I return to my hostel to rest. We have a pizza dinner with my new friends then head to a popular wine bar. They always insist on paying!!! We get quite drunk with my friends and begin playing Never Have I Ever. Crazy game. The live music inside this wine bar is amazing. Then we proceed to another bar in old town which is small but super fun. We dance a lot and sample all the shots on the menu. MY TIME HAS COME AND ON THIS TRIP This time- I pay. Finally. Its 1AM, we take a taxi to a viewpoint. The ride is a blur but the taxi driver is racing like a race driver. The flame towers are not illuminated sadly but the rest of the view is stunning. The Eurovision building is twinkling like stars, you can also see the new building that will be a half moon. Oh, there is no beach in the city, you need to drive to villages around. Me and Hikmat continue the party by asking the taxi driver which club is open but the others go home. Here, as well as Tbilisi, partying is only on Friday and Saturday. It’s Thursday so clubbing is limited.
Me and Hikmat end up in a huge Arabic club which he did not like. He gets annoyed how many local girls there are dancing to the Arab music and Arab tourists. I feel bad for my friend, having to witness this unpleasant image. Oh, have I mentioned that he lives in Latvia, so he is also kind of a tourist in his own country. We dance a bit and I am having fun but he wants to leave and we take the eggplant style taxi.
Eventually I book a walking tour online but when I show up on location, only the tour guide is there. Wow! I decide to skip.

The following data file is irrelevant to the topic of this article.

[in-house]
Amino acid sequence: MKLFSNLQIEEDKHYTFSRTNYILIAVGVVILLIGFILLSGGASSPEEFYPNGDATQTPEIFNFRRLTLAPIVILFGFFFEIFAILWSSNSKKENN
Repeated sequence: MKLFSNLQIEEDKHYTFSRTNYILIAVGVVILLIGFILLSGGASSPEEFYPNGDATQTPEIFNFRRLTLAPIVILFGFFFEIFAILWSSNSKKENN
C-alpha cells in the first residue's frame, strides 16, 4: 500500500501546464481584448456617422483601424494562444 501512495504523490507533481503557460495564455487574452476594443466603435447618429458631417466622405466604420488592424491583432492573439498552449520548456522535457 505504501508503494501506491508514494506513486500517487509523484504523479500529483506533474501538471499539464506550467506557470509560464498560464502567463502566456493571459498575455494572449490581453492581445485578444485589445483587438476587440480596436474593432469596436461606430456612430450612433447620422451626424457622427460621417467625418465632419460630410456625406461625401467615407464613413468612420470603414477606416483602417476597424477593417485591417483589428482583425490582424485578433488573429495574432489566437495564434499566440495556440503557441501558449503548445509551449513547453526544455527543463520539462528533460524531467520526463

My friends are busy on the weekend, so I make my own plan.
NOTE: I am so thankful for having met them in Tbilisi- They make my trip a thousand times better and memorable. At the end, we mostly remember how we were treated . And I remember laughing and smiling a Lot.
I visit the Heydar Aliev cultural center- absolute highlight of my trip. I spend 4 hours there and it is not enough.
4 hours- I smile from ear to ear. I am the last one to leave, they have to literally kick me out.
Adding another tab on my life chapters. Another deeply personal and emotional moment for me. The visits to Oslo’s opera, Amsterdam’s The Eye, Rio’s Museum of Tomorrow, Niteroi’s Art museum, Valencia’s city of Arts and Sciences..and now Baku’s cultural center. Each and every time is the same intensity of feelings. I am in utter awe facing the genius of white, smooth, modern architecture. And it is just as stunning(if not more) from the inside.
The exhibitions leave me speechless. Here is where I gain respect and deeper understanding of the Azeri history and culture. Their iconic president Heydar Aliev absolutely deserves this homage.